Senate President Thomas V. Mike Miller wants it. Gov. Martin O'Malley says he's considering it. And local elected leaders are strongly opposed — to the point where they've been willing to give up millions of dollars in state aid to prevent it.
The "it" in question is a plan to require Baltimore and the 23 counties to at least share in (if not ultimately assume) the cost of teacher pensions. The appeal — and opposition — is rooted mostly in how the move would potentially transfer the cost from the state to local government.
The issue is really more complicated than that, however. The current system is, on its face, absurd. The budgets of local school systems, including teacher pay, are approved by local governments. Yet they can make those decisions without the least concern over the ramifications on the cost of teacher pensions. And since pension benefits are based on a percentage of salaries, it means state taxpayers have no choice but to underwrite every local pay raise.
But the effect of this is really much worse. Those jurisdictions with the highest teacher salaries end up benefiting disproportionately. The rich get richer.
Montgomery County is the biggest winner in the teacher pension lottery with more than $168 million in benefits in the current fiscal year — or about $1,200 per pupil. Only in Worcester County (where teacher salaries are underwritten by vacationland Ocean City's property tax largesse) is the per-pupil retirement benefit higher.
Yet the basic education funding formula — the one that ensures local systems have enough to adequately teach their children — ranks Montgomery and Worcester counties in the bottom three jurisdictions statewide. Both have the tax base to support public education without state taxpayers assuming a majority of the burden.
This is particularly galling right now. At a time when state government is trying to cut back and faces a potential $1.1 billion deficit in the next fiscal year, Montgomery and Worcester counties are seeing a robust increase in state aid — mostly because of the rising cost of pensions.
Between Fiscal 2011 and Fiscal 2012, state aid to all local governments grew at an anemic 1.3 percent. In Baltimore, it was just .2 percent. Some of the rural jurisdictions actually saw declines — Garrett County lost 4.1 percent and Calvert wound up minus-3.7.
That's quite a contrast to those counties on the pension aid gravy train. Aid directed toward Montgomery County grew 5.2 percent. Worcester was just behind at 5.1 percent over the same period.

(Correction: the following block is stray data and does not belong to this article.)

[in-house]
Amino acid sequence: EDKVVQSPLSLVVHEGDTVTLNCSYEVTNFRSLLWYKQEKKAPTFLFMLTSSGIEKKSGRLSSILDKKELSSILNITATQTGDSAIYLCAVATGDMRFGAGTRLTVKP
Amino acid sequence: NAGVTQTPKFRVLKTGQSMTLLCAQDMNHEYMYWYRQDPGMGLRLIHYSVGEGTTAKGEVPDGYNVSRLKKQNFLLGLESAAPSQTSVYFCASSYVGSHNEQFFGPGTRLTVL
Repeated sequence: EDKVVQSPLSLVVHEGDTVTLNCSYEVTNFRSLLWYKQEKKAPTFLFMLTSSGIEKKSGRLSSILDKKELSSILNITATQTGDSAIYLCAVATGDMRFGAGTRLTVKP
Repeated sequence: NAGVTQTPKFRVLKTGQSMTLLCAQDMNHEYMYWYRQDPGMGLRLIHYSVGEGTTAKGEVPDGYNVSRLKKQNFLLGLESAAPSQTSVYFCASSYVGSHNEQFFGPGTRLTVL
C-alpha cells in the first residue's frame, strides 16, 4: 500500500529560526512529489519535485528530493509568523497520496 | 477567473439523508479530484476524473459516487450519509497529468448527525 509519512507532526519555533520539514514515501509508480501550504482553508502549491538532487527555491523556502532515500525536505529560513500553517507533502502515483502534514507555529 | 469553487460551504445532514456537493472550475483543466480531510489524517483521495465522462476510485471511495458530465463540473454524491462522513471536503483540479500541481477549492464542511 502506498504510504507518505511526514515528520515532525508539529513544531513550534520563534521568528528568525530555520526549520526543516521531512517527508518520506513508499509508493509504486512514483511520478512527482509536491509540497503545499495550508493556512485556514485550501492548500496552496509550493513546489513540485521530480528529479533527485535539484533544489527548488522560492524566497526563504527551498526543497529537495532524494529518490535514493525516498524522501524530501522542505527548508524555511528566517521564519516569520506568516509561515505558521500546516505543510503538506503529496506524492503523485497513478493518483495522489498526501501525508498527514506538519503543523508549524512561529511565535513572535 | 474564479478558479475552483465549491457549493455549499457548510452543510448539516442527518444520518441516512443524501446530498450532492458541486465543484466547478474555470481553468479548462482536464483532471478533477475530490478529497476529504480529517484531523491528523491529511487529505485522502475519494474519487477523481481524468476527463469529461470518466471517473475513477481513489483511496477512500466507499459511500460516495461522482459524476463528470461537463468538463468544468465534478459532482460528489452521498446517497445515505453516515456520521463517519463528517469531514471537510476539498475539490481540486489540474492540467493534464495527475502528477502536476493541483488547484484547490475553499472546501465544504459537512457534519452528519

Enough is enough. We do not advocate a reduction in teacher pensions, nor would we support a reduction in state aid to education generally. But in a time of fiscal restraint, it's absolutely outrageous to apportion taxpayer dollars this way.
Local governments are, admittedly, facing difficult financial circumstances, too. Losses in the real estate industry have a disproportionate impact on Baltimore and the counties, which are far more dependent on property tax revenue than state government.
But there's a big difference between state taxpayers underwriting schools in the city, where per-pupil wealth -- a measure of household income and property value -- is estimated at $291,018 (slightly more than half the statewide average of $505,354), and shipping those same dollars to Worcester County, where it's close to $1.3 million, according to a recent analysis by the Department of Legislative Services.
The state taxpayer's role should be to ensure each student receives an adequate education. The current teacher pension formula works against this goal by providing more to those local systems that can already afford to pay their teachers well.
It's outrageous. It's unfair. And it's fiscally irresponsible. But it's also proven hard to change because no jurisdictions want to lose a dime in education aid, and some of the biggest beneficiaries (Montgomery and Prince George's counties are the top two) have the greatest political clout in Annapolis.
A more sensible arrangement would be to gradually require local governments to share in the cost of teacher pensions or at least change the formula to reflect per-pupil wealth. That might not do all that much to help Governor O'Malley balance his next budget in Fiscal 2013, but it would restore some rationality in the education aid formula, particularly as pension costs are only going to rise.
Teachers will fight this (they'll see it as a means to cap future pay and pension increases), and so will local governments. But if the state's elected leaders are serious about looking out for the best interests of taxpayers — and for schools in communities of modest household income — they'll do the right thing and reform the teacher pension formula.